A month after Ferguson, Mo., erupted into street riots, police chiefs of several big cities gathered in Chicago. Ferguson was a watershed moment in policing, they agreed. The days of hiding behind a blue wall of silence were gone. The Christian Science Monitor says the news that another fatal shooting of an unarmed black teen, this time in Madison, Wi., has been met with protests and national headlines is evidence they may have been right. Since Ferguson police officer Darren Wilson killed Michael Brown on Aug. 9, calls for police reform have come from a federal task force on down.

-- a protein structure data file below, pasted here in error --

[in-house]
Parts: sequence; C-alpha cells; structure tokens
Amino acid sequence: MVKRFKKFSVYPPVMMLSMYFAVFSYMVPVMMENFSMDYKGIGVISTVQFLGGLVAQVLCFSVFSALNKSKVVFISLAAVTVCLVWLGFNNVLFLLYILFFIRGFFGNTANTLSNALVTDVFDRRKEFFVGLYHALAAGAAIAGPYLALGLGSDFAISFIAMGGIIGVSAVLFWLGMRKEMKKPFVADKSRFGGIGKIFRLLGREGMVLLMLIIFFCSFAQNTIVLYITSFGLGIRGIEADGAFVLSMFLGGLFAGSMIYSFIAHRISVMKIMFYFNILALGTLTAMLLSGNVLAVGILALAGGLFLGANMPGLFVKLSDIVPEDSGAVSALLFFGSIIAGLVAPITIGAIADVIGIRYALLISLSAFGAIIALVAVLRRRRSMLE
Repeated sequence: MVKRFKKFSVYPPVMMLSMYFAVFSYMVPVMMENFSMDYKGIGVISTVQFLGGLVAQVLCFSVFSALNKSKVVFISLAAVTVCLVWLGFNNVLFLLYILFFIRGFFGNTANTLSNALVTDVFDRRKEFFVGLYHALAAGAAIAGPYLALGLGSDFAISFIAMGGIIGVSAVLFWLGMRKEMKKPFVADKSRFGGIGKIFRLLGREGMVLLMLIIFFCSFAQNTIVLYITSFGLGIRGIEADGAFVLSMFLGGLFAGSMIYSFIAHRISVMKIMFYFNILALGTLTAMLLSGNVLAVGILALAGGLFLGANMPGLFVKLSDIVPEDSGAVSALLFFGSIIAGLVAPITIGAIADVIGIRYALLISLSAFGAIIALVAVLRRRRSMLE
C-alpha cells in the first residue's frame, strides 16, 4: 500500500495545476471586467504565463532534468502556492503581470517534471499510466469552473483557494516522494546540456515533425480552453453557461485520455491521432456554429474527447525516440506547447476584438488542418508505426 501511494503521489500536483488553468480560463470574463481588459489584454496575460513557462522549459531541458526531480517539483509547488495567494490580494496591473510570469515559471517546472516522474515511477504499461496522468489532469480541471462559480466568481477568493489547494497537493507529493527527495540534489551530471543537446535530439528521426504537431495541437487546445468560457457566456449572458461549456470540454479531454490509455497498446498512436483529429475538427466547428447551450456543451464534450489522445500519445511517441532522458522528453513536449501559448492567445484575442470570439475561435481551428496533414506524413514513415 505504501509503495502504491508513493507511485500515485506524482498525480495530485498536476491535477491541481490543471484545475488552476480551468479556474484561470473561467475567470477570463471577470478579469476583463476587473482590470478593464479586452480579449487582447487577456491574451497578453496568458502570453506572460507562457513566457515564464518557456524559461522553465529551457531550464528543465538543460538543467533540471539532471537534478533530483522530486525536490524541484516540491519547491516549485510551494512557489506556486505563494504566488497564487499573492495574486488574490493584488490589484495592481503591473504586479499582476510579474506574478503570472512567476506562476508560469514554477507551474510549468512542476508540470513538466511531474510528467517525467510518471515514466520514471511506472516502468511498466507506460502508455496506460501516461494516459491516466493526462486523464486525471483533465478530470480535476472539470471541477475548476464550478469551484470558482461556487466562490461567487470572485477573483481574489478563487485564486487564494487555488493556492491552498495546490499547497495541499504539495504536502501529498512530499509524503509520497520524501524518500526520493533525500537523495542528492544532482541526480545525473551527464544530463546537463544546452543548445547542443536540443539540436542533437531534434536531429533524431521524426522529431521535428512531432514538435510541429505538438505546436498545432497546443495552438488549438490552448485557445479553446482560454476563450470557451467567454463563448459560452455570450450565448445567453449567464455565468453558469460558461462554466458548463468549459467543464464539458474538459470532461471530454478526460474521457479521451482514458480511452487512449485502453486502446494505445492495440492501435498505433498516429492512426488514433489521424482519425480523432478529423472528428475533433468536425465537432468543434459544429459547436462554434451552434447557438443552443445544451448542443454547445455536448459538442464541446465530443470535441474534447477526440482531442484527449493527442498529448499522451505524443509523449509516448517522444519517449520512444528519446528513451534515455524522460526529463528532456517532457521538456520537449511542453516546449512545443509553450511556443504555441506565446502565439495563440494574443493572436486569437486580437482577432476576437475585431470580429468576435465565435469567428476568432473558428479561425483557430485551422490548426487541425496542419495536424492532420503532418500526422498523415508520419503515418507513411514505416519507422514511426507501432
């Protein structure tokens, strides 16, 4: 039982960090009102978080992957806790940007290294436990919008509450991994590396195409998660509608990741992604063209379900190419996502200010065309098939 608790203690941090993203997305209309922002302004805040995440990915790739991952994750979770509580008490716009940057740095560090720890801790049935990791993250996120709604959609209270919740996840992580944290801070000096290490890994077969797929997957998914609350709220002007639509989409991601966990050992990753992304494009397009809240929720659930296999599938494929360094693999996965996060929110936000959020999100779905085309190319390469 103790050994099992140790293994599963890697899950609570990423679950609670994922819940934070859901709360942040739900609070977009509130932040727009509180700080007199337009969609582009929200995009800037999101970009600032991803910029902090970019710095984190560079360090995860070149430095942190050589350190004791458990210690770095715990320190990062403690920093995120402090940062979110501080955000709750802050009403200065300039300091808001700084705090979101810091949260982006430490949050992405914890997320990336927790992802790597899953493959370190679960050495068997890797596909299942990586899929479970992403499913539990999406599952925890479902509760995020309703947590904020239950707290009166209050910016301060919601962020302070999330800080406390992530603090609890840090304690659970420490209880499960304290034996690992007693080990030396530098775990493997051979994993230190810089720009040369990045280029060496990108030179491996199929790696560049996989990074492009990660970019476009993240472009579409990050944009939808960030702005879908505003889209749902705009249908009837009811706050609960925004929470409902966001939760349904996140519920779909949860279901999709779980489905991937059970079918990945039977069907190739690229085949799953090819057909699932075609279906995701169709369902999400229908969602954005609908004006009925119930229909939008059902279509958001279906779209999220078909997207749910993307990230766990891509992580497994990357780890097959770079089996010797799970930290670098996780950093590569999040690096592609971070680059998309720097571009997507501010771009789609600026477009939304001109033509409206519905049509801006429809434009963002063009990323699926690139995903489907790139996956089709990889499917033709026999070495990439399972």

They also have come in protests from Cleveland to Albuquerque and Los Angeles to Madison. Protesters in Madison chanted “Black Lives Matter,” the mantra of Ferguson protesters, and the Madison police chief has had to appeal for calm. Six months after Brown died, the ongoing attention to police shootings – particularly of unarmed suspects – speaks to the imprint Ferguson has left. Police killings hit their highest level in two decades in 2013, said USA Today. Some suggest that there is a double standard to the media coverage, noting that when a black cop fatally shot a 20-year-old unarmed white man in Utah last August, few national news outlets reported it.